I love Knuffle Bunny by Mo Willems! It is so easy for young children to relate to Trixie and the angst that she feels when her beloved stuffed animal is lost. When I give a “Book Talk” about this story, I like to bring in one of my own children’s favorite blankets. I share how the blanket goes everywhere with us, sleeps in my daughter’s bed, and is very important. Then I ask the students if anyone has a special stuffed animal or blanket. I ask them to imagine, “How would you feel if your special thing got lost?” After I let them share their ideas, we read about what happens to Trixie.
Preschoolers (and many older students!) are visual learners. When you sit down to read a story, and begin with a mysterious bag full of objects, I guarantee that 100% of their attention will be on you! I like to fill a gift bag with items and pictures from the story and pull them out one at a time. As each item is revealed, encourage the students to make a prediction about the story. What is it going to be about?! This is the bag of objects I used for There Was an Old Lady Who Swallowed a Rose!
Introducing a “Key Word” is another way to get our students thinking about the story before we read it. In The Scarecrow’s Hat by Ken Brown, I ask them if anyone knows what swap means. (Incidentally, I did this once, and had a very enthusiastic kindergartner raise his hand and shout, “ooh, ooh, me”! When I asked him what it meant, he replied, “Swap is when you hit your sister real hard on the arm.” I had to keep a straight face and let him know that he was probably thinking of the word swat!) Anyway, we talk about how “swap” means to trade. I invite them to talk about things they like to swap, and I tell them that in this book Chicken wants to swap something with Scarecrow. We make predictions about what they might swap.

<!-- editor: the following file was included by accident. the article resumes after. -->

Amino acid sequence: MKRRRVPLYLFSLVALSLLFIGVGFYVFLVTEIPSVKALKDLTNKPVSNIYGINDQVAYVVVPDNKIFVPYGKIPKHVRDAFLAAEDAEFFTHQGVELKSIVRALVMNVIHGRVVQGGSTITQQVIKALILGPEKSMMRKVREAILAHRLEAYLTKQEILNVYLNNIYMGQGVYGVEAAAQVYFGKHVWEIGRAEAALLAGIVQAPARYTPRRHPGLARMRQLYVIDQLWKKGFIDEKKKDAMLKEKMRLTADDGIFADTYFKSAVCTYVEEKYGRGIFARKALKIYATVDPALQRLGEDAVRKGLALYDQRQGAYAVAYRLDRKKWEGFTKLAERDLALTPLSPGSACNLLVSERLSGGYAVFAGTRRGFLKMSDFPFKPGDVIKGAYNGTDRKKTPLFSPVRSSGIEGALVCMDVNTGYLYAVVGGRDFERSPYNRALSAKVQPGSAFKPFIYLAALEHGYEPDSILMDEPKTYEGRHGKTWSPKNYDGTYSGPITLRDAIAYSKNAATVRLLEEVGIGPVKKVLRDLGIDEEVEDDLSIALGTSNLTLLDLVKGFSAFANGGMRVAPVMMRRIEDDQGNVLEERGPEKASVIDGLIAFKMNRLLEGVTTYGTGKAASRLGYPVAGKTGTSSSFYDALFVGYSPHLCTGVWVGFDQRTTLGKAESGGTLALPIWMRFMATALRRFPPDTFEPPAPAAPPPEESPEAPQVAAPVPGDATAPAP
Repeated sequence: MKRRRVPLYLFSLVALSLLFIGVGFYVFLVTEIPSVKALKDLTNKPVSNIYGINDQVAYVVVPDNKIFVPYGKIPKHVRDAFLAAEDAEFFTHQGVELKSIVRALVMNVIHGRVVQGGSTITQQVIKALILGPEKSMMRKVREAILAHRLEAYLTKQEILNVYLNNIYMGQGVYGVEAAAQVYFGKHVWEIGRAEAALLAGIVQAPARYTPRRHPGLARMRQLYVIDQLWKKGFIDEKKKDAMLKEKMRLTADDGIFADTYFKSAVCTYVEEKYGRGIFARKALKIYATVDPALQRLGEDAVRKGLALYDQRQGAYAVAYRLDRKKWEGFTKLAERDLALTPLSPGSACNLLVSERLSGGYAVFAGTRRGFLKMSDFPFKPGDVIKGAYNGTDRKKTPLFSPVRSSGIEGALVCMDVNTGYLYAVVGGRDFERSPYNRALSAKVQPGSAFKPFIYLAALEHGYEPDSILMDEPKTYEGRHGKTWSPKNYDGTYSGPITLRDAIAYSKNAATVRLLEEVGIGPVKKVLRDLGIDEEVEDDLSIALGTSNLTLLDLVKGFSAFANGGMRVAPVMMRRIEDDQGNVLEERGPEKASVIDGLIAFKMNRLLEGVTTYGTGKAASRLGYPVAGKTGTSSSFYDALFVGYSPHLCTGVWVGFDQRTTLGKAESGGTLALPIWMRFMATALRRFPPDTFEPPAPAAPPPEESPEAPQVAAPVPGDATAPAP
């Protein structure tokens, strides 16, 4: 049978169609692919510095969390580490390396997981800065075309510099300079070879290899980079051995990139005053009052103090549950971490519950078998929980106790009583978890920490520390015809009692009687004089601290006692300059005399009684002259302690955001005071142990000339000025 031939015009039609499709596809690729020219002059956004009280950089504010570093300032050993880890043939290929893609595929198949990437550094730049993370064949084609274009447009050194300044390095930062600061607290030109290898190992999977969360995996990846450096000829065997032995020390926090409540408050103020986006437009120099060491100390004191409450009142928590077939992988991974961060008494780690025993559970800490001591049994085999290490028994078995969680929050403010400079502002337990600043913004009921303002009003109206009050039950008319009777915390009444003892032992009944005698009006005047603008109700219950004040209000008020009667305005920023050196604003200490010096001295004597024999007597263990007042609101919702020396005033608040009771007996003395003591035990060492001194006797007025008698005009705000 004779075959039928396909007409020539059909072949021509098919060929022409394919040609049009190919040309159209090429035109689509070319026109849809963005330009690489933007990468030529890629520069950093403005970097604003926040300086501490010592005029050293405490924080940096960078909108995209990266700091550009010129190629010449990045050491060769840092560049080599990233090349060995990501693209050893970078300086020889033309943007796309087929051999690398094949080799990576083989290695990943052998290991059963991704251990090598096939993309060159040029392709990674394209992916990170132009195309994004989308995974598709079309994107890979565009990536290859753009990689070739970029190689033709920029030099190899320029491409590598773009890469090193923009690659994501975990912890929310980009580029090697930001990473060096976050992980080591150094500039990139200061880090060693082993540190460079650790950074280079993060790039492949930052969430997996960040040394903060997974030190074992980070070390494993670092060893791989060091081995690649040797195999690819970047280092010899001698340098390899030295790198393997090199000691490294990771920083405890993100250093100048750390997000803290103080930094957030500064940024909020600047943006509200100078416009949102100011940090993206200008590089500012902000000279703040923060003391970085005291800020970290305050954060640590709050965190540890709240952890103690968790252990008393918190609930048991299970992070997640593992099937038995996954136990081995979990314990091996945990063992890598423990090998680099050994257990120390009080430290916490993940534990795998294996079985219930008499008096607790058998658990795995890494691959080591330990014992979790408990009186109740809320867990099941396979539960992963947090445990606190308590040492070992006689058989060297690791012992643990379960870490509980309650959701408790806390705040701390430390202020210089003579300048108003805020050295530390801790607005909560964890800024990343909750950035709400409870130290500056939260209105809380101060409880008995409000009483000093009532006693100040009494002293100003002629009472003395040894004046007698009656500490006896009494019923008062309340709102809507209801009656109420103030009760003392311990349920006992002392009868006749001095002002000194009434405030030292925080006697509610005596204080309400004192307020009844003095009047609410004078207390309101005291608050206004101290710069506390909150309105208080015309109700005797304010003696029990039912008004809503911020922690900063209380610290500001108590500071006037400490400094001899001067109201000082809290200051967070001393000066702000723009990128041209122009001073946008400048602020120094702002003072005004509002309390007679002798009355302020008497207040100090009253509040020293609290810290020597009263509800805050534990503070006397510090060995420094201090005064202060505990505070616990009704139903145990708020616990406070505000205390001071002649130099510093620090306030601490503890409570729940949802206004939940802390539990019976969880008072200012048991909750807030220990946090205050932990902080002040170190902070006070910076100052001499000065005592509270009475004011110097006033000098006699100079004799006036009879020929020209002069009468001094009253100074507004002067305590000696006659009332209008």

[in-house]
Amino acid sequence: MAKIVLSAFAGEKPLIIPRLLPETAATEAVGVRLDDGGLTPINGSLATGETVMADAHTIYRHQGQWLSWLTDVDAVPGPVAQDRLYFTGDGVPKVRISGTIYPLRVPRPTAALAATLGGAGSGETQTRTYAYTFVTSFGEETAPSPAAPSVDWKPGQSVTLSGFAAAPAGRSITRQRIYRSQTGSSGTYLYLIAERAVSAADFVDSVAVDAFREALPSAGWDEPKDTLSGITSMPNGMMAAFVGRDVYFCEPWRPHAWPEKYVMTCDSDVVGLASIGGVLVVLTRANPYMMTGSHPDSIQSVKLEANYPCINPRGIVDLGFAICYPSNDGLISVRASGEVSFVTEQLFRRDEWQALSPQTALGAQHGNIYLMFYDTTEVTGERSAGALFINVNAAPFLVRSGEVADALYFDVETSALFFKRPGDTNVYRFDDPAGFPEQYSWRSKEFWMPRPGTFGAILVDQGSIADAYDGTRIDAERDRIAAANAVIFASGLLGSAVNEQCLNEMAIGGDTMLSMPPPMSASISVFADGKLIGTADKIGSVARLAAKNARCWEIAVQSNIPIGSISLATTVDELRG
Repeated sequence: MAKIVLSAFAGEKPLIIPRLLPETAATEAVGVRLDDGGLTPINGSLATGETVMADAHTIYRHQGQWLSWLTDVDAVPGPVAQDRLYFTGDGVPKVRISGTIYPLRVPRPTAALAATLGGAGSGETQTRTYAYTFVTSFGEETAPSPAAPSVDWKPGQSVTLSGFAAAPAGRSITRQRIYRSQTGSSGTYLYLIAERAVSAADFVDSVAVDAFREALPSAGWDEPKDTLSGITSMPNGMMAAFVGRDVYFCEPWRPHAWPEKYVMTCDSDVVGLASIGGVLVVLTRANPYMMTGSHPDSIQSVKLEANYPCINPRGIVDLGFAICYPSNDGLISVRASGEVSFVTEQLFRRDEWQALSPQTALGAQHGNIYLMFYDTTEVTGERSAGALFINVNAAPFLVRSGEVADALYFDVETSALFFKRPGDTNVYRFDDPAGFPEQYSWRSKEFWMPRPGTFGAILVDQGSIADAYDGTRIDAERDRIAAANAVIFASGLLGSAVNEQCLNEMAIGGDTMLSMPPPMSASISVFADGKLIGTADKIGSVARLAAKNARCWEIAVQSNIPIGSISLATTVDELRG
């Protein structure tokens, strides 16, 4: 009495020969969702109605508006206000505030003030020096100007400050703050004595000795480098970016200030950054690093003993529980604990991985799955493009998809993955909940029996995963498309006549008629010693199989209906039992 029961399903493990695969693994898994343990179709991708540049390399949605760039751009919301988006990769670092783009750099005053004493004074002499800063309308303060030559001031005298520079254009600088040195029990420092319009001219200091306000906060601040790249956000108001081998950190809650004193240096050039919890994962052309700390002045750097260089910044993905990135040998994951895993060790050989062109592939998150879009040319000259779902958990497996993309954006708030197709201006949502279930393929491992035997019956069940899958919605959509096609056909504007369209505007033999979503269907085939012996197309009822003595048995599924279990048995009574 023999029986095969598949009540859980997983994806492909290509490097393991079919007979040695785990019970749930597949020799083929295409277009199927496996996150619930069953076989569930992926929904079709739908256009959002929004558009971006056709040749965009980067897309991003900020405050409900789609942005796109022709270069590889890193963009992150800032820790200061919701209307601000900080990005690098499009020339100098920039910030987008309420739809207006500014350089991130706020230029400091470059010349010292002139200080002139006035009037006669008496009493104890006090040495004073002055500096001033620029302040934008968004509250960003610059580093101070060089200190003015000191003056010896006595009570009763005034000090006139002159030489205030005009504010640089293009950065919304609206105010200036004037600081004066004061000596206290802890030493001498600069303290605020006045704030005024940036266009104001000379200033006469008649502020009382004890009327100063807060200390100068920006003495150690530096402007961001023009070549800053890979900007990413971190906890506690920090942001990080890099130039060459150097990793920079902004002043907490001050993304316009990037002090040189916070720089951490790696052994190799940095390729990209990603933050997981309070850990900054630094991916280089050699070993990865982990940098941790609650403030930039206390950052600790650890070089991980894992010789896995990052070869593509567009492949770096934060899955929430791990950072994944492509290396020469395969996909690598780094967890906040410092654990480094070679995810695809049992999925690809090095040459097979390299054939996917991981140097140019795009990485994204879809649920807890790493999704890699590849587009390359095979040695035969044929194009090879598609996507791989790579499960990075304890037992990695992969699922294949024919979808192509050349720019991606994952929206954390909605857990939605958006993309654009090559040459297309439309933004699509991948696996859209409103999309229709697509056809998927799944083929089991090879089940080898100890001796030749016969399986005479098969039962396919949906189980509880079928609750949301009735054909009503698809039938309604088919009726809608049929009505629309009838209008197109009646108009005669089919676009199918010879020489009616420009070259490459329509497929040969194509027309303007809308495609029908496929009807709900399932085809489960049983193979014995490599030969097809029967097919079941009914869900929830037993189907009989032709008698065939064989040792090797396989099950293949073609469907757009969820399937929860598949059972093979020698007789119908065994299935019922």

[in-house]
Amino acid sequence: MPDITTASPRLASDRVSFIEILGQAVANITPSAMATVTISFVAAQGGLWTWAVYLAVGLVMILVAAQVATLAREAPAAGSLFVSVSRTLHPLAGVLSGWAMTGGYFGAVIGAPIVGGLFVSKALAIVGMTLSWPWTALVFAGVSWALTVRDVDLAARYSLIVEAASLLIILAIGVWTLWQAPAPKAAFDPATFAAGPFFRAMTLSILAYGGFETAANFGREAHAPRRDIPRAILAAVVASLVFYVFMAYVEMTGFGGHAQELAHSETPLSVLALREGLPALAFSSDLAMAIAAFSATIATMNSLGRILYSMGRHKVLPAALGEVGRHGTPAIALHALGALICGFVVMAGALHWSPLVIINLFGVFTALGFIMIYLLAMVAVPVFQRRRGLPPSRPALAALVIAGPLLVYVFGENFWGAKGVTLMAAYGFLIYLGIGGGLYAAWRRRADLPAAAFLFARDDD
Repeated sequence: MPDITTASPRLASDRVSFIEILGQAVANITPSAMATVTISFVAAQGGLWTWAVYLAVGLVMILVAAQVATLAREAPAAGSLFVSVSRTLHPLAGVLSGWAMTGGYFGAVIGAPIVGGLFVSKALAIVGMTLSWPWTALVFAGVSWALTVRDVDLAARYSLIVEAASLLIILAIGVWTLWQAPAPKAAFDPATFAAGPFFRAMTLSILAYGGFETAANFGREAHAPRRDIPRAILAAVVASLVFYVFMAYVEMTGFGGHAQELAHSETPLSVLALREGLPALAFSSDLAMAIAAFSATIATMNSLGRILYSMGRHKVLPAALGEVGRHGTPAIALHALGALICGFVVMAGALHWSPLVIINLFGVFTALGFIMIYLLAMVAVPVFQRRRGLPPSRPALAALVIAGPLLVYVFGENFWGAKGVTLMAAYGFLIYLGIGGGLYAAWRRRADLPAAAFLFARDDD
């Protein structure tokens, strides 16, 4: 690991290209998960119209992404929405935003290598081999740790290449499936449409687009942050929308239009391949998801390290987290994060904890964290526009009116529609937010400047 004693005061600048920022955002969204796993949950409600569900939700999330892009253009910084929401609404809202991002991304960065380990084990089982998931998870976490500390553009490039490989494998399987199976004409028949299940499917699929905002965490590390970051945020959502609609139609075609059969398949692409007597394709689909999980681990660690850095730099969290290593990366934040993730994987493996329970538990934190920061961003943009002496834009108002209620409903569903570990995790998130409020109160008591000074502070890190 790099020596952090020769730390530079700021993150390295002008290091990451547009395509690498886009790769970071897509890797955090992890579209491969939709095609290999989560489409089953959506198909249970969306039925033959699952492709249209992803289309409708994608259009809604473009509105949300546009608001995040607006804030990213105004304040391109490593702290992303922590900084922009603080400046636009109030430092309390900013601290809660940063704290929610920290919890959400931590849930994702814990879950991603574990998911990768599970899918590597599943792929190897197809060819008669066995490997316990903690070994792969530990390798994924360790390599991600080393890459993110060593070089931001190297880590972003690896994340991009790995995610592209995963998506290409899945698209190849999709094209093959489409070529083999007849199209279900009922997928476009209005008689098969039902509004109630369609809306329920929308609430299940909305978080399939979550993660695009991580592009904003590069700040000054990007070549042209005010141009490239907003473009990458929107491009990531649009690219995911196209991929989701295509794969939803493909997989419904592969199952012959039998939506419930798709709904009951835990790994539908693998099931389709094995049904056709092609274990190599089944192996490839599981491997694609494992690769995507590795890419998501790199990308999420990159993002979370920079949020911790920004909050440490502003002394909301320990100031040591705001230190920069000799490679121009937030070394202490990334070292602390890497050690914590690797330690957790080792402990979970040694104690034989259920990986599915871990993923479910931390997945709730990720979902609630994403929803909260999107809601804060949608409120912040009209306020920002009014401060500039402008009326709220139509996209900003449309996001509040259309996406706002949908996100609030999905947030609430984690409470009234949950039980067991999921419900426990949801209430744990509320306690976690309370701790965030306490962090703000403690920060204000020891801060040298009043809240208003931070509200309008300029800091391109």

Whenever we use reading strategies with our children we have to keep their attention spans in mind. I never use more than 1 strategy with each book and I try to make it quick! The goal is to get them thinking about the book and making predictions before reading but most of the time and effort should be the act of reading and enjoying the story.
What are some other strategies you use with your children to front-load a book and get them to think about the story before reading? I’d love to hear them!
Have fun playing, learning, and reading with your children today!
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